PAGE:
CE of amygdala: there was a significant interaction between age and sex (F1, 156 = 7.34, *p < 0.05) where P40 males had larger left CE proportionally compared to both P28 males and P40 females (*p < 0.05), regardless of condition.

Fig. 6.

CE of amygdala: there was a significant interaction between age and sex (F1, 156 = 7.34, *p < 0.05) where P40 males had larger left CE proportionally compared to both P28 males and P40 females (*p < 0.05), regardless of condition.

Close modal
Table 2.

Normalized amygdala volumes with standard error (left and right amygdala, CE, BLA)

ControlVPAControlVPAControlVPA
left amygdalaleft amygdalaleft BLAleft BLAleft CEleft CE
meansst errmeansst errmeansst errmeansst errmeansst errmeansst err
P28 
 Female 0.0034156 0.000206 0.0032828 0.0001717 0.0024863 0.0001629 0.0023453 0.0001458 0.0009518 0.000104 0.0009375 0.000051 
 Male 0.0033728 0.00018 0.0030075 0.0001797 0.0023808 0.0001673 0.002213 0.000137 0.000992 0.0001034 0.0008033 0.000048 
P40 
 Female 0.0032435 0.00013 0.0030009 0.0003388 0.0023399 0.000104 0.0021186 0.0003041 0.0008931 0.000037 0.0008559 0.000061 
 Male 0.003477 0.000199 0.0036214 0.0001668 0.00258 0.0001964 0.002572 0.0001888 0.0010282 0.000043 0.000996 0.000065 
ControlVPAControlVPAControlVPA
left amygdalaleft amygdalaleft BLAleft BLAleft CEleft CE
meansst errmeansst errmeansst errmeansst errmeansst errmeansst err
P28 
 Female 0.0034156 0.000206 0.0032828 0.0001717 0.0024863 0.0001629 0.0023453 0.0001458 0.0009518 0.000104 0.0009375 0.000051 
 Male 0.0033728 0.00018 0.0030075 0.0001797 0.0023808 0.0001673 0.002213 0.000137 0.000992 0.0001034 0.0008033 0.000048 
P40 
 Female 0.0032435 0.00013 0.0030009 0.0003388 0.0023399 0.000104 0.0021186 0.0003041 0.0008931 0.000037 0.0008559 0.000061 
 Male 0.003477 0.000199 0.0036214 0.0001668 0.00258 0.0001964 0.002572 0.0001888 0.0010282 0.000043 0.000996 0.000065 
ControlVPAControlVPAControlVPA
right amygdalaright amygdalaright BLAright BLAright CEright CE
meansst errmeansst errmeansst errmeansst errmeansst errmeansst err
P28 
 Female 0.003262 0.000179 0.0033804 0.000177 0.0023777 0.0001344 0.0024321 0.0001543 0.0008953 0.000060 0.0009465 0.000050 
 Male 0.0031202 0.000246 0.0030042 0.0001566 0.0022437 0.0002343 0.0021617 0.0001261 0.0008896 0.000054 0.0008151 0.000057 
P40 
 Female 0.0031611 0.000108 0.0034382 0.0003197 0.0023008 0.000085 0.0025022 0.0002773 0.000860 0.000032 0.0009361 0.000077 
 Male 0.0033632 0.000241 0.0034294 0.0002294 0.002449 0.0002156 0.0024753 0.0001735 0.0009142 0.000034 0.0009541 0.000077 
ControlVPAControlVPAControlVPA
right amygdalaright amygdalaright BLAright BLAright CEright CE
meansst errmeansst errmeansst errmeansst errmeansst errmeansst err
P28 
 Female 0.003262 0.000179 0.0033804 0.000177 0.0023777 0.0001344 0.0024321 0.0001543 0.0008953 0.000060 0.0009465 0.000050 
 Male 0.0031202 0.000246 0.0030042 0.0001566 0.0022437 0.0002343 0.0021617 0.0001261 0.0008896 0.000054 0.0008151 0.000057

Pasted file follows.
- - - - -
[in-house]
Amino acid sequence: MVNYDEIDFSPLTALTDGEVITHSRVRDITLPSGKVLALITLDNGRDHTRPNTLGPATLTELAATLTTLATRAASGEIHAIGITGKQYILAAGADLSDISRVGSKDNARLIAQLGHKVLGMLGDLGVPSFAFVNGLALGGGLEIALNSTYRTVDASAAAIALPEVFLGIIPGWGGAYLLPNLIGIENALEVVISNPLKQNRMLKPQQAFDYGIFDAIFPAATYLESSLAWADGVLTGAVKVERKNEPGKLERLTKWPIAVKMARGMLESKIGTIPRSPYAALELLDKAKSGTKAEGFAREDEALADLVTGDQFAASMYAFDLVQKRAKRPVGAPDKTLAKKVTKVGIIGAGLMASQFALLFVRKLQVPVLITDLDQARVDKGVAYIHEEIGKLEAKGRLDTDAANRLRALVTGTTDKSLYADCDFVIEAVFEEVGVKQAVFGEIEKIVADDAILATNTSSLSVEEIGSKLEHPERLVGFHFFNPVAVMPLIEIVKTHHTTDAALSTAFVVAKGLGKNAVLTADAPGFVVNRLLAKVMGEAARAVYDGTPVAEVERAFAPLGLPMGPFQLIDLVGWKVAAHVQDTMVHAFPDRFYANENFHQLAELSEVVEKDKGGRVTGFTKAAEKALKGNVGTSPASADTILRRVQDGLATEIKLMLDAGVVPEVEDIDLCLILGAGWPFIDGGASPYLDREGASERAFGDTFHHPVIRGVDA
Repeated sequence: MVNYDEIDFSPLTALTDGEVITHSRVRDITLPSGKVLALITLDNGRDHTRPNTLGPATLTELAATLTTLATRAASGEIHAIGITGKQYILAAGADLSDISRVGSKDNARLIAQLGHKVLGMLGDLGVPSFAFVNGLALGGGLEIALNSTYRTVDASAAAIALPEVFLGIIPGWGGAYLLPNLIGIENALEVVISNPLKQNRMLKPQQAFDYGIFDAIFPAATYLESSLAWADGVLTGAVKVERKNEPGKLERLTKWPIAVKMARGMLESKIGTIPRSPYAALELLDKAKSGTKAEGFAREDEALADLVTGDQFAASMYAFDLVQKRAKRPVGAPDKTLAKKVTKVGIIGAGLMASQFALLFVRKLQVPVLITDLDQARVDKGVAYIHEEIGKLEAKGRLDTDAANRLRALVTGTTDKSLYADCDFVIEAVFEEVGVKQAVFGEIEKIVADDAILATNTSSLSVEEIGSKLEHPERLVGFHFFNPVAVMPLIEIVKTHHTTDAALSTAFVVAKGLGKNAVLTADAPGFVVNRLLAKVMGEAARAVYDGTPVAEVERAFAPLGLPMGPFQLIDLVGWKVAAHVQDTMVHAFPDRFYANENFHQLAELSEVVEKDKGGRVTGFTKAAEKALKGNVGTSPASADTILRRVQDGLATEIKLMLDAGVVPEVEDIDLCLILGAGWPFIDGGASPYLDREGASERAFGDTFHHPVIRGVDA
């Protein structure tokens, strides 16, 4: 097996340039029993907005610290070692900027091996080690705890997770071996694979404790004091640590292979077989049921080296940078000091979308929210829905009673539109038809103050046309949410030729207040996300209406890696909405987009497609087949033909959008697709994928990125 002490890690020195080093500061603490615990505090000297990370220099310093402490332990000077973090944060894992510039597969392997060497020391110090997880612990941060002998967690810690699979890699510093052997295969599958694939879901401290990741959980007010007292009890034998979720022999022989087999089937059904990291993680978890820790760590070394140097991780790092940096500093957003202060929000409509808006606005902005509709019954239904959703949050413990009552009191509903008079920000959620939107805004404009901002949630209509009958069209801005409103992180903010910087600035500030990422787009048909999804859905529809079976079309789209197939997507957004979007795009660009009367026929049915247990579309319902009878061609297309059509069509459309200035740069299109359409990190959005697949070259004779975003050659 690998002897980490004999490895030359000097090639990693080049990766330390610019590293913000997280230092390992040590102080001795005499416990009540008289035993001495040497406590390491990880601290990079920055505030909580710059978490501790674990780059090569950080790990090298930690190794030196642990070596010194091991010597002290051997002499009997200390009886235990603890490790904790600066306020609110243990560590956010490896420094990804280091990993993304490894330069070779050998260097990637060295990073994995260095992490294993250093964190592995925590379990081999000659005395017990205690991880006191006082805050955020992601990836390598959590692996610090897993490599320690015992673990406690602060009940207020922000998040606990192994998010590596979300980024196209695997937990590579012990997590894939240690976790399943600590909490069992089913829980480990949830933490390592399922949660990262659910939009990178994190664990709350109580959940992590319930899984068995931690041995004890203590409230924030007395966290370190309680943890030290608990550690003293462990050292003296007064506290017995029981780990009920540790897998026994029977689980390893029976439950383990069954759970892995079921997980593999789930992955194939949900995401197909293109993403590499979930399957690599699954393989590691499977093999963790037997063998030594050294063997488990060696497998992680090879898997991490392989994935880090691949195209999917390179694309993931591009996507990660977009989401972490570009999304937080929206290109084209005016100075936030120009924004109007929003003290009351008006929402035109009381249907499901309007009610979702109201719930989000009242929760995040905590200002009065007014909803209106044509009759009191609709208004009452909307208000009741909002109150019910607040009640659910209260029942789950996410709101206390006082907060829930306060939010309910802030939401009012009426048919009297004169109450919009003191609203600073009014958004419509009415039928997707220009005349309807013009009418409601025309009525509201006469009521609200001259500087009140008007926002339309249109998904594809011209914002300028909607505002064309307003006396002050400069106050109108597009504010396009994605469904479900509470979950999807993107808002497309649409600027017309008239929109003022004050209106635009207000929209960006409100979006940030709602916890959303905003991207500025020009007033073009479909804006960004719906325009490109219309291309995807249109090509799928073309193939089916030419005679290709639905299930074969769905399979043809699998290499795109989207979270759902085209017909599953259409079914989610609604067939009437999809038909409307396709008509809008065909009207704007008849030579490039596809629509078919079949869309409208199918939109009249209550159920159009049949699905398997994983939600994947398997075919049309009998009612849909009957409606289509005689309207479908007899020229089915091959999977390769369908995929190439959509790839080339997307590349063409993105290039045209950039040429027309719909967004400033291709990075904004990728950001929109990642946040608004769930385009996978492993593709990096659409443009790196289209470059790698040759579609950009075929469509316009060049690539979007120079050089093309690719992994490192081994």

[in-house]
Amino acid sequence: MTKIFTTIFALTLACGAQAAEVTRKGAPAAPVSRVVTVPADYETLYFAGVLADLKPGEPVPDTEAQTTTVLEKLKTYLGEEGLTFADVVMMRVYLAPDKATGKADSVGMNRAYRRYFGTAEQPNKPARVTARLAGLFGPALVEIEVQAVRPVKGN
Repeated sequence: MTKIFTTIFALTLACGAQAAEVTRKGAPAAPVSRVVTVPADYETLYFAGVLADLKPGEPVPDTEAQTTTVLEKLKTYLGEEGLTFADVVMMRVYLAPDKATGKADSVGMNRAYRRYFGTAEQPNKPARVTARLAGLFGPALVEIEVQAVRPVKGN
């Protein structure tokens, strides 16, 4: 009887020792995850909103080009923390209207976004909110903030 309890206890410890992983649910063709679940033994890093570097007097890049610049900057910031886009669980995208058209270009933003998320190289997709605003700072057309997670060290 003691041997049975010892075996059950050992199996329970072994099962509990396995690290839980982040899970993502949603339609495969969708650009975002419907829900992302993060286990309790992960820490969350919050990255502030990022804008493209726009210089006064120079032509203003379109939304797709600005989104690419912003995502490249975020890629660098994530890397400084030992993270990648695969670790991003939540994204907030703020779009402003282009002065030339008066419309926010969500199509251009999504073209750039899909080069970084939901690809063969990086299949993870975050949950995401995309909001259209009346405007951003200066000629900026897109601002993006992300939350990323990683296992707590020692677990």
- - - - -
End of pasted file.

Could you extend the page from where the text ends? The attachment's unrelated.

P40 
 Female 0.0031611 0.000108 0.0034382 0.0003197 0.0023008 0.000085 0.0025022 0.0002773 0.000860 0.000032 0.0009361 0.000077 
 Male 0.0033632 0.000241 0.0034294 0.0002294 0.002449 0.0002156 0.0024753 0.0001735 0.0009142 0.000034 0.0009541 0.000077 

CE, central nucleus; BLA, basolateral and lateral.

Cerebellar Volumes

The volume of the total cerebellum was normalized to total brain volume, whereas cerebellar lobules were normalized to total cerebellar volume. For total cerebellar volume, there were no significant effects. Based on past sex differences [34], cerebellar lobules were separated by sex and analyzed by condition and age. For females, there were no main effects in left crus I volume, but simple comparisons found that VPA animals at P40 had enlarged left crus I compared to P28, whereas this was not the case for controls. For female right crus I, there was a main effect age (F1, 34 = 5.31, p < 0.05; Fig. 7), and LSD post hoc tests demonstrated that for VPA animals right crus I was enlarged at P40 compared to P28; see Table 3 for values.

Fig. 7.

Right cerebellum crus I. a No significant differences were found in male right crus I volume. b Female right crus I was enlarged at P40 in VPA animals relative to P28, but not in control animals (F1, 34 = 5.31, *p < 0.05).

Fig. 7.

Right cerebellum crus I. a No significant differences were found in male right crus I volume. b Female right crus I was enlarged at P40 in VPA animals relative to P28, but not in control animals (F1, 34 = 5.31, *p < 0.05).

Close modal
Table 3.

Normalized cerebellum volumes with standard error (total cerebellum, left crus I, right crus I, lobule VI)

ControlVPAControlVPA
left crus Ileft crus Iright crus Iright crus I
meansst errmeansst errmeansst errmeansst err
P28 
 Female 0.039454 0.002535 0.040153 0.002233 0.037117 0.003352 0.038755 0.002047 
 Male 0.036304 0.002082 0.03776 0.001672 0.035206 0.001848 0.037558 0.001919 
P40 
 Female 0.041002 0.001542 0.047799 0.003223 0.050025 0.002202 0.048575 0.005819 
 Male 0.038111 0.00117 0.040605 0.003708 0.039385 0.001552 0.039443 0.003604 
ControlVPAControlVPA
left crus Ileft crus Iright crus Iright crus I
meansst errmeansst errmeansst errmeansst err
P28 
 Female 0.039454 0.002535 0.040153 0.002233 0.037117 0.003352 0.038755 0.002047 
 Male 0.036304 0.002082 0.03776 0.001672 0.035206 0.001848 0.037558 0.001919 
P40 
 Female 0.041002 0.001542 0.047799 0.003223 0.050025 0.002202 0.048575 0.005819 
 Male 0.038111 0.00117 0.040605 0.003708 0.039385 0.001552 0.039443 0.003604 
ControlVPAControlVPA
total cerebellumtotal cerebellumlobule VIlobule VI
meansst errmeansst errmeansst errmeansst err
P28 
 Female 0.150407 0.005901 0.145477 0.002658 0.045443 0.012267 0.050763 0.002327